The Real Reason We Fail at Our New Year’s Resolutions

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A quick story to demonstrate the point. When I was in my 20s and my wife couldn’t make meatloaf to save her life, we took a short one hour trip up the old 395 to Grandma’s house. Her meatloaf recipe was 5-star. Long story short, she tried the “smidgeon of this, pinch of that” stuff with me at first. I wasn’t havin’ it. “Grandma, her meatloaf surrenders at the mere sight of a fork, collapsing into meatloaf gruel. What’s your secret? I’m beggin’ ya, please.”

She then came clean. Simply cut the eggs in half and double the bread crumbs. Voilà! My lovely bride could make world class meatloaf. I loved her new batch so much, I ate meatloaf sandwiches for almost the whole week. It’s still a fun family story.

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What’s the Missing Ingredient of the Goal-Obtaining Equation?

Unlike me in the meatloaf saga, most of us know the answer. It’s what one of my mentors called “do or die commitment.” I knew how to obtain my goal and exactly how to get it. But knowing how things are accomplished isn’t the answer to making our goals reality, is it? No, this isn’t gonna be a rah rah, get excited and to the HappyDance post about obtaining your goals.

It’s about how to get from the original excitement generated from that first embryonic thought and writing it down to the euphoria of living the reality of achieving what that thought envisioned and what those words you wrote communicated.

Let’s Do an Experiment

As a former bodybuilder, I know there are goals requiring intense effort and fierce commitment. Try this one — let’s do pushups. Begin in the “up” position, with a slightly wider than normal spread between your hands. Now, instead of just doin’ pushups, which anyone can do, here’s the challenge.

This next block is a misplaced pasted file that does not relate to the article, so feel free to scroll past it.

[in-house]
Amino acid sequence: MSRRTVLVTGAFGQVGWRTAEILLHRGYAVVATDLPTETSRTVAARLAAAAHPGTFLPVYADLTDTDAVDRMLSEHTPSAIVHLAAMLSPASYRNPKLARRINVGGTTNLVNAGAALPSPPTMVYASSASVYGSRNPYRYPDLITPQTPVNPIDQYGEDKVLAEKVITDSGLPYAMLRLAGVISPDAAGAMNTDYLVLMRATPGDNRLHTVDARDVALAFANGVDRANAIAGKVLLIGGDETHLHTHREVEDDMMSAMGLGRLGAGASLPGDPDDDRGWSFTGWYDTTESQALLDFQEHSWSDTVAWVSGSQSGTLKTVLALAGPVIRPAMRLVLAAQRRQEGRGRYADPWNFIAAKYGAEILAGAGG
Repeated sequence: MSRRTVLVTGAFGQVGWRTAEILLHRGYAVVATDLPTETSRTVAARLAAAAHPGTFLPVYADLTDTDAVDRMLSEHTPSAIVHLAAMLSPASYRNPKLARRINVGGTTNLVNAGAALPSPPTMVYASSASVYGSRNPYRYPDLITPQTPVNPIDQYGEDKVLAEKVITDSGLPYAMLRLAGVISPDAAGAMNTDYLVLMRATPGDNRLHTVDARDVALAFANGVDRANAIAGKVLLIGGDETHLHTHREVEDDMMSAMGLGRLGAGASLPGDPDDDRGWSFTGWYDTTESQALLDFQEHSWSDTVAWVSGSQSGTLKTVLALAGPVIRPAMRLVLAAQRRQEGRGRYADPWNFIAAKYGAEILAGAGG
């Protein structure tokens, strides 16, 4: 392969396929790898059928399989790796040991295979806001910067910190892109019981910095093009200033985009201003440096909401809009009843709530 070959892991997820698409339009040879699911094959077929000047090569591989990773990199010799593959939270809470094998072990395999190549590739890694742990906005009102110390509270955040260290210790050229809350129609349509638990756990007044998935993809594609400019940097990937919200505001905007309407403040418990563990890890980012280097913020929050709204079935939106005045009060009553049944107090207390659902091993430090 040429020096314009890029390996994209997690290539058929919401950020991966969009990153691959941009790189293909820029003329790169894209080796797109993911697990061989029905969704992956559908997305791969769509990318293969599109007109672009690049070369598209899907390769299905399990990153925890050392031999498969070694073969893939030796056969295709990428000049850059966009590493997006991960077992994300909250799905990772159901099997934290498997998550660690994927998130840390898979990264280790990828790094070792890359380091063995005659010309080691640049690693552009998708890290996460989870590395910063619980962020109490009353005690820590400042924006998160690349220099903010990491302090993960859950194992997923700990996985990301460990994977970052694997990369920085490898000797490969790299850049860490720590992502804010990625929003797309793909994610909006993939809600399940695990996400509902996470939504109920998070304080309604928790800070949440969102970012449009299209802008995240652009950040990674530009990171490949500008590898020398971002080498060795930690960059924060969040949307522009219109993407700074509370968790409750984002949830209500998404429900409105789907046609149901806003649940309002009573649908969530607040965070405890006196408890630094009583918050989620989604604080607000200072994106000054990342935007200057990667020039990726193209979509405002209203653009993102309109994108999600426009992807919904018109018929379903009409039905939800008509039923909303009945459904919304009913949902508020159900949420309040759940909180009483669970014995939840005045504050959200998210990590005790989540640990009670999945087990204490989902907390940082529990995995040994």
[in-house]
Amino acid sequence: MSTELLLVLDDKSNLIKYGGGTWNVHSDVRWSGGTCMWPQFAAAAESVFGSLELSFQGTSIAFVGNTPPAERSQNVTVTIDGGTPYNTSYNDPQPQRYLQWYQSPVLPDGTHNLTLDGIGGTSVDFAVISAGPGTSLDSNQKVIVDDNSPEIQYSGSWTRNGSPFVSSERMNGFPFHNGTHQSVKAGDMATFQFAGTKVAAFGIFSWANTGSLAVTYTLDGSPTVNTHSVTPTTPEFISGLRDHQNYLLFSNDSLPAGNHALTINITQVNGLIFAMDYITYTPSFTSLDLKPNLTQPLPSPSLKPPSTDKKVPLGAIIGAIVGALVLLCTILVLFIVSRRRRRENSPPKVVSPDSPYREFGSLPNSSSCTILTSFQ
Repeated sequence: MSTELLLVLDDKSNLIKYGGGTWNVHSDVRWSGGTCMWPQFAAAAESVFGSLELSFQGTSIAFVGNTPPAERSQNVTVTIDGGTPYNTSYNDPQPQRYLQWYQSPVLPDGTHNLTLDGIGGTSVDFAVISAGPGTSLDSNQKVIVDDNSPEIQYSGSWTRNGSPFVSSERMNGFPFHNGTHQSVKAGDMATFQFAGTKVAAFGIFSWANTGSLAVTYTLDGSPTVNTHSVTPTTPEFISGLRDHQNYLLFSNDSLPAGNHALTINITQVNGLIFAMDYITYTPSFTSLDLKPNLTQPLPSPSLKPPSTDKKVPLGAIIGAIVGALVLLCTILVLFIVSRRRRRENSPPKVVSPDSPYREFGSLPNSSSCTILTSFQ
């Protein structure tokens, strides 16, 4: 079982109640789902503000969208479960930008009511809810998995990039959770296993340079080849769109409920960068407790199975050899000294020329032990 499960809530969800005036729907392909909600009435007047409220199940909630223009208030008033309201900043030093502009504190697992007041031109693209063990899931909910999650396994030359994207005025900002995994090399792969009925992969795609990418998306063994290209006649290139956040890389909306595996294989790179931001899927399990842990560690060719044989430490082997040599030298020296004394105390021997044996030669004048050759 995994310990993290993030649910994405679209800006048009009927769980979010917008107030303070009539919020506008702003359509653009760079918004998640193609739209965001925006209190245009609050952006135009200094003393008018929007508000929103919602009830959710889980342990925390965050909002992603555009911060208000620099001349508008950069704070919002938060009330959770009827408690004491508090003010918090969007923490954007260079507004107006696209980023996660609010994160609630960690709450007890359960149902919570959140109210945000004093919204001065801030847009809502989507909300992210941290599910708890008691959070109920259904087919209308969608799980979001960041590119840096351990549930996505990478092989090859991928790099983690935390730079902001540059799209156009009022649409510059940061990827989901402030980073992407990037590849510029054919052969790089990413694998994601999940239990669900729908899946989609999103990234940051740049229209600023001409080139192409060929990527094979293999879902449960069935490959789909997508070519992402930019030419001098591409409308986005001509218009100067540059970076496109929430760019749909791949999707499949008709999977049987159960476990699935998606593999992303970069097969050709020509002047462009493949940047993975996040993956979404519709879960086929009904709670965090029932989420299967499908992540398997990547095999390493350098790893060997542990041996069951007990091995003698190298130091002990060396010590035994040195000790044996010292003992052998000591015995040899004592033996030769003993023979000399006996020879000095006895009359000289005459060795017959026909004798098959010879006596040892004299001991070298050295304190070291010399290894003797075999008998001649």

Take five full seconds to go all the way down, then immediately start back up, taking another five full seconds. Do 10 of ’em. You can’t do it. You’ll hafta do however many you can, rest a bit, and do more ’til you’ve done 10. I’ve asked young guys in pretty decent shape to do this, and they’ve scoffed at me. ‘Course, that’s when I set the hook and bet ’em coffee and a cookie they can’t do it right then. Nobody has done yet on their first try. Nobody. The closest anyone got was a very strong construction buddy, who did eight before collapsing in self disgust. I’m sure it didn’t help that I was laughin’ my butt off. 🙂 This guy can do 40 pushups on demand, but couldn’t do this.

Related: The Rewards of Commitment: Why You Should Learn to Do Your Best With the Skills You Have

The Experiment: How long will it take you to be able to do it? That’s your goal. Just 10 of these very challenging pushups. The commitment required is a bit daunting. Don’t like this experiment? Not a problem. What would you like to accomplish before the end of January? It should be something in which you’re keenly interested. Your dedication to the achievement of whatever you choose should be unreasonable to the casual onlooker.

What you wanna do is prove to yourself that overwhelming and sometimes unreasonable personal commitment is what’s missing when setting and NOT achieving our goals. This is why, for instance, many of the goals I have goin’ into the new year have been set aside. When I was brutally honest with myself, I knew I wasn’t “burn my ships” devoted to making it reality.